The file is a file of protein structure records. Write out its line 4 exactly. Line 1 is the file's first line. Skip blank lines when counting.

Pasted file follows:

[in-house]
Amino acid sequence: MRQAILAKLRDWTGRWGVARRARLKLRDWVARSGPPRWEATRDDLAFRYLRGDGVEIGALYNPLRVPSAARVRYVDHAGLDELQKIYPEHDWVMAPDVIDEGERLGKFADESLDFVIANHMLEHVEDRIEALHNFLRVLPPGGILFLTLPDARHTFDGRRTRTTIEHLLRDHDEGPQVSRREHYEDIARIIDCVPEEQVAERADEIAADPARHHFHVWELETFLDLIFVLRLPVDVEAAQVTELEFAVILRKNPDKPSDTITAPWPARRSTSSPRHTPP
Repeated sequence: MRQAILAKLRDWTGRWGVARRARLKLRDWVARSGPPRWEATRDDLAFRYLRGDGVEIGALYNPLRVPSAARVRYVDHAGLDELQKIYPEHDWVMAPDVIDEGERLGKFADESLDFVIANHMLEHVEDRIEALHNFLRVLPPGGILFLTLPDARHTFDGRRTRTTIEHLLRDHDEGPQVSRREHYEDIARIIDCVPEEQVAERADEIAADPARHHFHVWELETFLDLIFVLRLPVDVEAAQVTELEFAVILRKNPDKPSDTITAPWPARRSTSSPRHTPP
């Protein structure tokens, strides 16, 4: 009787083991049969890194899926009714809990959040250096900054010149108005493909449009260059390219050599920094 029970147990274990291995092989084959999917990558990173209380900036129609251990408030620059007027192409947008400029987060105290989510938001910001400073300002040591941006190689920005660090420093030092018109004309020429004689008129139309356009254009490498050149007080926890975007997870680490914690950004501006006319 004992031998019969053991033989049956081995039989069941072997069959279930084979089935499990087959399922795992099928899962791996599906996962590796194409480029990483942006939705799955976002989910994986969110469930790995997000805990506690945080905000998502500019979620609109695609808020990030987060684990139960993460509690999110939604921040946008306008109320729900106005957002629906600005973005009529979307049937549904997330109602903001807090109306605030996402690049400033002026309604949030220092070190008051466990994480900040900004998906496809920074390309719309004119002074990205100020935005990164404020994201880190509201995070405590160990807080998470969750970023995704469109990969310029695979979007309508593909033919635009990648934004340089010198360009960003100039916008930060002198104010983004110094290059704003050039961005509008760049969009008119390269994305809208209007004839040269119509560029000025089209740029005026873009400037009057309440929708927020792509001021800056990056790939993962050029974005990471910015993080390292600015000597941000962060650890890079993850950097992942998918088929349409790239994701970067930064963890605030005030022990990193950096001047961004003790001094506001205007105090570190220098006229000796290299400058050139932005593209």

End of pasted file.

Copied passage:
């Protein structure tokens, strides 16, 4: 009787083991049969890194899926009714809990959040250096900054010149108005493909449009260059390219050599920094 029970147990274990291995092989084959999917990558990173209380900036129609251990408030620059007027192409947008400029987060105290989510938001910001400073300002040591941006190689920005660090420093030092018109004309020429004689008129139309356009254009490498050149007080926890975007997870680490914690950004501006006319 004992031998019969053991033989049956081995039989069941072997069959279930084979089935499990087959399922795992099928899962791996599906996962590796194409480029990483942006939705799955976002989910994986969110469930790995997000805990506690945080905000998502500019979620609109695609808020990030987060684990139960993460509690999110939604921040946008306008109320729900106005957002629906600005973005009529979307049937549904997330109602903001807090109306605030996402690049400033002026309604949030220092070190008051466990994480900040900004998906496809920074390309719309004119002074990205100020935005990164404020994201880190509201995070405590160990807080998470969750970023995704469109990969310029695979979007309508593909033919635009990648934004340089010198360009960003100039916008930060002198104010983004110094290059704003050039961005509008760049969009008119390269994305809208209007004839040269119509560029000025089209740029005026873009400037009057309440929708927020792509001021800056990056790939993962050029974005990471910015993080390292600015000597941000962060650890890079993850950097992942998918088929349409790239994701970067930064963890605030005030022990990193950096001047961004003790001094506001205007105090570190220098006229000796290299400058050139932005593209």